Just before the end of the year, my kids practiced an all-school evacuation drill.
Every child and adult left the school building and walked about three blocks away to practice meeting up at a local church. I was late dropping them off that day and as I drove away I saw neat lines of small bodies snaking down the street, obediently following their teachers.
They were smiling — it was fun for them.
It was a lot less fun for me. My eyes filled up with surprised tears and I flashed back to Dec. 14, 2012. That's the day Adam Lanza shot his way into Sandy Hook Elementary School in Newtown, Connecticut. As the horrible news rolled in that 20 small children and six of their educators had been killed in a matter of gruesome minutes, I found myself identifying with the parents of those babies.
I grieved with them — we all grieved with them.
In the 18 months since the Newtown tragedy, an incident involving a minor or adult shooting actively near or inside a school has occurred, on average, once every five weeks.
That is a terrifying statistic.
Nothing has changed, not the way our leaders promised it would after that school-day slaughter. It is so hard to understand why a nation filled with families tolerates a day-to-day familiarity with death inside our schools.
In the wake of Sandy Hook, a spate of "products" were announced that would keep our kids safe in school — bulletproof backpacks, special covers for door handles that could prevent someone from opening the door from the outside, white boards designed to deflect bullets.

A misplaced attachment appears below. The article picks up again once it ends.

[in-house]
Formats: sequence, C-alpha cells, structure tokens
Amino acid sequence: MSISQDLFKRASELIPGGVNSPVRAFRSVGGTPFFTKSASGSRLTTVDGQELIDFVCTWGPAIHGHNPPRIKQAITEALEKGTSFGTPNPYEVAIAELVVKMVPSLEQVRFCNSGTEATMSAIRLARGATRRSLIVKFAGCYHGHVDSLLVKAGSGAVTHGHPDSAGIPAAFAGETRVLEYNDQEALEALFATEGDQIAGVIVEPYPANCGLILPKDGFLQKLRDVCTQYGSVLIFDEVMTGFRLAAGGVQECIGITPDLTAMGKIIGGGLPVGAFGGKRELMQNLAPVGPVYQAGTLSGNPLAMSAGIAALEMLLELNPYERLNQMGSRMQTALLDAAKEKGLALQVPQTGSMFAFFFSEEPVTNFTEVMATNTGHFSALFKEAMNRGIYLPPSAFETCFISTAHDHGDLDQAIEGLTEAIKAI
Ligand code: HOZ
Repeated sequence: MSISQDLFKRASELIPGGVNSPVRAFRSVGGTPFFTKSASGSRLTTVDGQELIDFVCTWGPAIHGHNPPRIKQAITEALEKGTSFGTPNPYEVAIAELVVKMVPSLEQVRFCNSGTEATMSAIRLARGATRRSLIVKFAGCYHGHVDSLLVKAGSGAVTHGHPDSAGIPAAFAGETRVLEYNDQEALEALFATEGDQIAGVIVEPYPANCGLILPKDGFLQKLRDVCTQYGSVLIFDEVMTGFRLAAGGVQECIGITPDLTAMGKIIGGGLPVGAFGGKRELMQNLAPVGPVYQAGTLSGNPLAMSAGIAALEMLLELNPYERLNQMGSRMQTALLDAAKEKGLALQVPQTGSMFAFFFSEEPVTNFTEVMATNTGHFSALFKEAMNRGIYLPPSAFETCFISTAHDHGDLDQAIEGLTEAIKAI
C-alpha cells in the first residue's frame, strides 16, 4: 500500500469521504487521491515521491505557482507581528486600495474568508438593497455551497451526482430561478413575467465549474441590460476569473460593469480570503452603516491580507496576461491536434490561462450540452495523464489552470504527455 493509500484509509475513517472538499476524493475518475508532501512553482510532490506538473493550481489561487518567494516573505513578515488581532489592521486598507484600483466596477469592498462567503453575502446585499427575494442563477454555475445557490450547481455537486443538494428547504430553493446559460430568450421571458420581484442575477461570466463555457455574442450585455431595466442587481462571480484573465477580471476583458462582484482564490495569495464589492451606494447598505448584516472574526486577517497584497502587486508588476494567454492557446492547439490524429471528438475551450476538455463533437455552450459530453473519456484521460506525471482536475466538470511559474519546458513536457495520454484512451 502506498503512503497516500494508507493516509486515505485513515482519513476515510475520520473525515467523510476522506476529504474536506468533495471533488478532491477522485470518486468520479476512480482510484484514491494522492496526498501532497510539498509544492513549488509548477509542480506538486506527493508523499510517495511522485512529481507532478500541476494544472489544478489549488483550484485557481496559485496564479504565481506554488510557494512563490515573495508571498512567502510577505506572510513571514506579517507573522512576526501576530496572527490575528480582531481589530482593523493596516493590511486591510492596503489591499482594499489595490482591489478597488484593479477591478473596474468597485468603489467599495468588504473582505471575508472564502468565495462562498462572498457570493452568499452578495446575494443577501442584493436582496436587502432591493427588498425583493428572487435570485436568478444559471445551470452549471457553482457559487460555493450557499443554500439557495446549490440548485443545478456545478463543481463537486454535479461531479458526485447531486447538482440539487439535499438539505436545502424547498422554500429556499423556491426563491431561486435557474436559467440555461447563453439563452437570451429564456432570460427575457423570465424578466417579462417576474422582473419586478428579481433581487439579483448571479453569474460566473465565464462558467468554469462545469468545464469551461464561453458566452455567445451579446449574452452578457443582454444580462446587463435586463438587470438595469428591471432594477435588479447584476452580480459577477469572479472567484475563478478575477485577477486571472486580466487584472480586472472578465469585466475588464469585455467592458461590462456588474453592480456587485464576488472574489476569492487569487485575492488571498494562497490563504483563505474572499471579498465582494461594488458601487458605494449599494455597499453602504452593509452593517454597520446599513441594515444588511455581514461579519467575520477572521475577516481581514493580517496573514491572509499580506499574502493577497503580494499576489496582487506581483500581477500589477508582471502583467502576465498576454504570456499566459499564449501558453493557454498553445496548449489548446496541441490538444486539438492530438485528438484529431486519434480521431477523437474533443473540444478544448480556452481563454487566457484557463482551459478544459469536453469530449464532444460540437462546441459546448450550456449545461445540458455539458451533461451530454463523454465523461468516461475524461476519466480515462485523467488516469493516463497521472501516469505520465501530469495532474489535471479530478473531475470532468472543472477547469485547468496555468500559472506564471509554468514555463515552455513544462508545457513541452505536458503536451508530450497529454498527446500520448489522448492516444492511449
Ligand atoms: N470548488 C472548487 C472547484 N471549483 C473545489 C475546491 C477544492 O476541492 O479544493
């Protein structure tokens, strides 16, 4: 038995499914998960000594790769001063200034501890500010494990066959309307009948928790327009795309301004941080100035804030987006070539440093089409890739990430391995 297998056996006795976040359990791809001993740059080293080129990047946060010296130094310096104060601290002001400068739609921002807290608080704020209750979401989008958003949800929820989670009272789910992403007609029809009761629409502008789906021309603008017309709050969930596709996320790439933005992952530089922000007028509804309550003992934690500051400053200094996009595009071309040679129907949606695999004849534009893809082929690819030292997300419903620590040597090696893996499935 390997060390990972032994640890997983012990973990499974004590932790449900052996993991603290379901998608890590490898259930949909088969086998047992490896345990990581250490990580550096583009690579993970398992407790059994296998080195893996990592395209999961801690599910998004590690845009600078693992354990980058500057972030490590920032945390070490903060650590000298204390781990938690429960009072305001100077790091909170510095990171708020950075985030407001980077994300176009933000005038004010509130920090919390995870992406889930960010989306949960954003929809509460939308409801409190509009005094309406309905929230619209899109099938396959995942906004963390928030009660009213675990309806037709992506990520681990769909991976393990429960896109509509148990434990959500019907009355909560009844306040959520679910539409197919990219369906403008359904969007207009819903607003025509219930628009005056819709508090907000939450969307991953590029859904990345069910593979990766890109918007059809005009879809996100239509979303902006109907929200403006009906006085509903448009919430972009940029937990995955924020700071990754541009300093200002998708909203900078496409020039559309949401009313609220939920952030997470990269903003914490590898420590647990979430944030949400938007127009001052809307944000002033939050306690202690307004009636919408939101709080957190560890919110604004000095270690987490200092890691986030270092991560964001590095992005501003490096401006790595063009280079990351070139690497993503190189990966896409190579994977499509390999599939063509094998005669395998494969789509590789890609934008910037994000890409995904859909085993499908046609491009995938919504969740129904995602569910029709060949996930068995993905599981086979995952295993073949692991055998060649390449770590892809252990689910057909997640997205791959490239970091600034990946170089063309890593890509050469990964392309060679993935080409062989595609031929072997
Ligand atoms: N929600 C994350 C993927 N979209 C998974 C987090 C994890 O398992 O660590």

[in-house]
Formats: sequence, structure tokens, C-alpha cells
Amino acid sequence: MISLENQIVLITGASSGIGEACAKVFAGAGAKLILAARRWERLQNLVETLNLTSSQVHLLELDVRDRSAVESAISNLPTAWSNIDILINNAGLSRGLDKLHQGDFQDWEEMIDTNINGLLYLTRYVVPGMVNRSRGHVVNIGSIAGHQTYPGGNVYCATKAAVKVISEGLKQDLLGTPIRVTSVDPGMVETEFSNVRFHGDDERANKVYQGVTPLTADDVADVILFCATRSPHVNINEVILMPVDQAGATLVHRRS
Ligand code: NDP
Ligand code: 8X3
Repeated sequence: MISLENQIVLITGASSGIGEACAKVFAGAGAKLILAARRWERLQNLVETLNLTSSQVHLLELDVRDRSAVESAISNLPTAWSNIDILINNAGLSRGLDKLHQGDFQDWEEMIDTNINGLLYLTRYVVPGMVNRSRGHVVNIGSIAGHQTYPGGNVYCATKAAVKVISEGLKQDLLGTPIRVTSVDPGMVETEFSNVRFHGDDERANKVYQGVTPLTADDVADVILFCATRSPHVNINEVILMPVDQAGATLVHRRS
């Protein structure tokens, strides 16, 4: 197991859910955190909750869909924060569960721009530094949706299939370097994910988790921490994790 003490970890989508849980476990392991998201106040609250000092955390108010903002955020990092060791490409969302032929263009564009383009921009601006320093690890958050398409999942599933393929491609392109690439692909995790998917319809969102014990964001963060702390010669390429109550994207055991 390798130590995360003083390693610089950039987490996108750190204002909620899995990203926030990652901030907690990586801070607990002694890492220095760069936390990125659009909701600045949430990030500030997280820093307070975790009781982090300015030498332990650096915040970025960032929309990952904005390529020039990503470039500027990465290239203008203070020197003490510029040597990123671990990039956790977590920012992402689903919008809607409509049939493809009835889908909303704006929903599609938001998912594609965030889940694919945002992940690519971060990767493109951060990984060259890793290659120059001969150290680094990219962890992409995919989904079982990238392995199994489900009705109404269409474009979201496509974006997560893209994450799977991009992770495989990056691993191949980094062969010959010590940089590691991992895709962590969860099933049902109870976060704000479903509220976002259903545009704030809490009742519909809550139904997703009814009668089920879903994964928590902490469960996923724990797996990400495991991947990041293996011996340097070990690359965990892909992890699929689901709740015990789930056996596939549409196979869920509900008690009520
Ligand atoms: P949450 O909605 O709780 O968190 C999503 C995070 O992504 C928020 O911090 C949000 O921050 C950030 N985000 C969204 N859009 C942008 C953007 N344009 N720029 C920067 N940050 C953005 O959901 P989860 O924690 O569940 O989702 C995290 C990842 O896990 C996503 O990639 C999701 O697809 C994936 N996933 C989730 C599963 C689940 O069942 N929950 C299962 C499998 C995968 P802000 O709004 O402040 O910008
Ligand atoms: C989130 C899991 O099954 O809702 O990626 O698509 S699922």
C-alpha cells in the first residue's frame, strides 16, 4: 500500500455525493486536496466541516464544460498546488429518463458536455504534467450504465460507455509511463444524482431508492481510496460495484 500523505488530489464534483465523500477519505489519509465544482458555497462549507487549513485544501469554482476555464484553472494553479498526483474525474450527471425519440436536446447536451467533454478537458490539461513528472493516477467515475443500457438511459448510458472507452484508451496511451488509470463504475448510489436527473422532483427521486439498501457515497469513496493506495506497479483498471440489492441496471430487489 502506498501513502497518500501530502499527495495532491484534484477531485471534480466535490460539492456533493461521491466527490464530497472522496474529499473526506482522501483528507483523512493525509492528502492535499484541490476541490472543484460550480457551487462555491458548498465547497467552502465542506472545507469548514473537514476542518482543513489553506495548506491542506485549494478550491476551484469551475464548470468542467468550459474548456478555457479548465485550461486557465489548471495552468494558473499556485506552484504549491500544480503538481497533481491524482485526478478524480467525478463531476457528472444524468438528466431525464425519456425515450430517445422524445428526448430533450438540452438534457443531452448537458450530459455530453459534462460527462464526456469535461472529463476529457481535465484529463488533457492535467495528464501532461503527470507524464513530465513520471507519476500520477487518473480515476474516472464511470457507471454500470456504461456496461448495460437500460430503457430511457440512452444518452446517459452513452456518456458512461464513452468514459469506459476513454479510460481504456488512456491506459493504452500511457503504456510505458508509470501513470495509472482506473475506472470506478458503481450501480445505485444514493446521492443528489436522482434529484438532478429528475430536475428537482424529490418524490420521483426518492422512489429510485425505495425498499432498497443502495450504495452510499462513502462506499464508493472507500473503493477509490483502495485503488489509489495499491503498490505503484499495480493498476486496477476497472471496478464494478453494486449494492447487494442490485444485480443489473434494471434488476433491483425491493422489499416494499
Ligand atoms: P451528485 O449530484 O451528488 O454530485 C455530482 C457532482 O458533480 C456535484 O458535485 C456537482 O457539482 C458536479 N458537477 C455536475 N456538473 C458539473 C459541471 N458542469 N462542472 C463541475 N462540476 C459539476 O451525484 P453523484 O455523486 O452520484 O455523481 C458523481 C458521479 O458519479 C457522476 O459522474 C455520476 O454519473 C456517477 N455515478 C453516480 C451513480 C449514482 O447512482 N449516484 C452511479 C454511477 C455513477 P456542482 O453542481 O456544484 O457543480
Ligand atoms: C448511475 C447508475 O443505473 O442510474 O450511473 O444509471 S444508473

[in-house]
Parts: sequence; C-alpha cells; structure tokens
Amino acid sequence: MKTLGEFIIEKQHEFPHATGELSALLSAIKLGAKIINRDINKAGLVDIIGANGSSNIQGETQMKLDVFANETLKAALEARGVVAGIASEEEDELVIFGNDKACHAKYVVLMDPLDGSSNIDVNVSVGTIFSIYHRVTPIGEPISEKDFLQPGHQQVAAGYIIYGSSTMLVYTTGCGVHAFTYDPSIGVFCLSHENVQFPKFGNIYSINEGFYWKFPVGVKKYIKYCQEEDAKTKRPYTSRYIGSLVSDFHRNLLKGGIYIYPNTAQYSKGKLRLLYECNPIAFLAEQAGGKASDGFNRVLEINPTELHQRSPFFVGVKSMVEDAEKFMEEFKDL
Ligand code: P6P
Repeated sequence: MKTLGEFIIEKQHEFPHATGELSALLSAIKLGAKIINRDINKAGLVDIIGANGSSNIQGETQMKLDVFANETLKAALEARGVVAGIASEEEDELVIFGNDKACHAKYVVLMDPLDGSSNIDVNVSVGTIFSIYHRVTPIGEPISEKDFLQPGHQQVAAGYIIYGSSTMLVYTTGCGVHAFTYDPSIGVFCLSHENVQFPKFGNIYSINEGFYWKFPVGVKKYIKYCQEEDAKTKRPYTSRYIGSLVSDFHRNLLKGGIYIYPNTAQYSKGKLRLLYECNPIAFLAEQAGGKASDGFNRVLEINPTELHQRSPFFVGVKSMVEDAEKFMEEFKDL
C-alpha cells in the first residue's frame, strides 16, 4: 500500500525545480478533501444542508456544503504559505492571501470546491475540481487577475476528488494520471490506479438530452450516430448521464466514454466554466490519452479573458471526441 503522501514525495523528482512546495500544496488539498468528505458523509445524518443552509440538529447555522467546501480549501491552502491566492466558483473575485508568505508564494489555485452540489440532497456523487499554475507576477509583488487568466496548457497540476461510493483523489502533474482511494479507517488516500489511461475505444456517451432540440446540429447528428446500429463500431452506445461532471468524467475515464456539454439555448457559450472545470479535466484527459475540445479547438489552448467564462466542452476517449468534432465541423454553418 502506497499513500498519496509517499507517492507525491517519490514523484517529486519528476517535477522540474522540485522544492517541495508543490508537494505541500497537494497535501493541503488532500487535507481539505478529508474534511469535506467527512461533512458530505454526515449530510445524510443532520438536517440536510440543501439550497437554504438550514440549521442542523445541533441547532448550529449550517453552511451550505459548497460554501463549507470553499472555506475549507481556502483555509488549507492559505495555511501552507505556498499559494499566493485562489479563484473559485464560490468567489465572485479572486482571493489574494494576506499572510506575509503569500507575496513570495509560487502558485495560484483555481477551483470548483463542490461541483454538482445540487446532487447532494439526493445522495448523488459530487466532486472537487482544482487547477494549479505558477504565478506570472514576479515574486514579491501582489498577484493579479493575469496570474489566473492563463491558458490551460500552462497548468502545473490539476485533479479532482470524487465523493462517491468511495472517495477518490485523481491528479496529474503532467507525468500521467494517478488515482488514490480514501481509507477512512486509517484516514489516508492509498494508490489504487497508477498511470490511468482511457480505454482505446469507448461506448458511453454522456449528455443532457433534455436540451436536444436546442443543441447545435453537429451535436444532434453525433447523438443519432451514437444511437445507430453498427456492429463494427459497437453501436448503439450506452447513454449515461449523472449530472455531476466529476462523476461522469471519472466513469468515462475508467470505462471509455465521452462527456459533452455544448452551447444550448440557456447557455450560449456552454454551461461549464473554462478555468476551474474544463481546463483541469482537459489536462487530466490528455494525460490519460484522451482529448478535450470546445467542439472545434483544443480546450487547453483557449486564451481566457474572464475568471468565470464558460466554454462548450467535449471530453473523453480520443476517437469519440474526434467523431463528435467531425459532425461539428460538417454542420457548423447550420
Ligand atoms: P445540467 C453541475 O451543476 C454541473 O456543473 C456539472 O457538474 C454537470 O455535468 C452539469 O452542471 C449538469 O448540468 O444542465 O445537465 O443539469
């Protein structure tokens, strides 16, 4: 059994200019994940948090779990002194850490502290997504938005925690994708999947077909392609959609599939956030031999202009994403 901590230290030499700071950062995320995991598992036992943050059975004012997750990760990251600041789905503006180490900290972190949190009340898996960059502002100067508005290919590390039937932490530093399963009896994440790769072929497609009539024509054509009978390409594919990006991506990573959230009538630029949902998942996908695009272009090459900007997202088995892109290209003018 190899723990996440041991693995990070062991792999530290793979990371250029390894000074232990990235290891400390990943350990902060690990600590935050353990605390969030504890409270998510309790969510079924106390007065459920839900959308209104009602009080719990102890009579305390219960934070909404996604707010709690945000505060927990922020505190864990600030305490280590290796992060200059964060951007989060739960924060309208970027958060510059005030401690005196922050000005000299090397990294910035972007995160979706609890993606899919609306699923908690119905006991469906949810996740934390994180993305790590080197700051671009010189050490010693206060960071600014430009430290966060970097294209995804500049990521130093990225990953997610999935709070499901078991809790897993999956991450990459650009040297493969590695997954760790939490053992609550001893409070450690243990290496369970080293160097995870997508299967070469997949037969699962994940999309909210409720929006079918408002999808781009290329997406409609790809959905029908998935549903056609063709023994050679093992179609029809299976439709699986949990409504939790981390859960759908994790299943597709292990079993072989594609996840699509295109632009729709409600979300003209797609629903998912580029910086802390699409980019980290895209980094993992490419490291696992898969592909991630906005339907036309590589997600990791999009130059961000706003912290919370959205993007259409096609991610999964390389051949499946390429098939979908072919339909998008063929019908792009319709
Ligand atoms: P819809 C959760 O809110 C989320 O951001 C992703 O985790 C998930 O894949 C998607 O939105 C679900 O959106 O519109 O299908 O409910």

This week, a story in my Facebook feed revived this trend, with bulletproof blankets. The photo of this product depicts kids lying on the floor in a hallway, covered with these mats.
The BodyGuard Blanket, designed by ProTech, has straps that allow the user to put it on like a backpack and duck and cover.
The idea didn't start with Sandy Hook — instead, Steve Walker, a podiatrist from Edmund, Oklahoma, was inspired to invent the blanket after a huge tornado hit Moore, Oklahoma, in 2013, killing several students inside a school that lacked a tornado shelter.
He and his partners decided to use Dyneema, a high-density plastic used for ballistic armor, to enhance the protective properties of the blanket, making it not only resistant to metal debris but also to bullets.
Necessity is the mother of invention, and while I find no fault with a physician using his talents and brainpower to protect kids, I want to weep that our little ones are so vulnerable to violence inside their classrooms that asking administrators to consider investing $1,000 per child to offer them what amounts to a bulletproof vest is starting to seem like a very good idea, indeed.
My son asked me why he would ever have to leave his school "for real" to meet up at that church down the road. He's almost 6 years old, the age of so many of the victims at Sandy Hook. I hesitated and my 9-year-old daughter stepped in. "In case of a chemical spill," she cheerfully told her little brother.
But I had read the vague email from school. "We are not giving the children specific scenarios in which we would need to evacuate the building."
They were practicing for a school shooting, and I no longer believe that it can't happen where I live, and to my kids.
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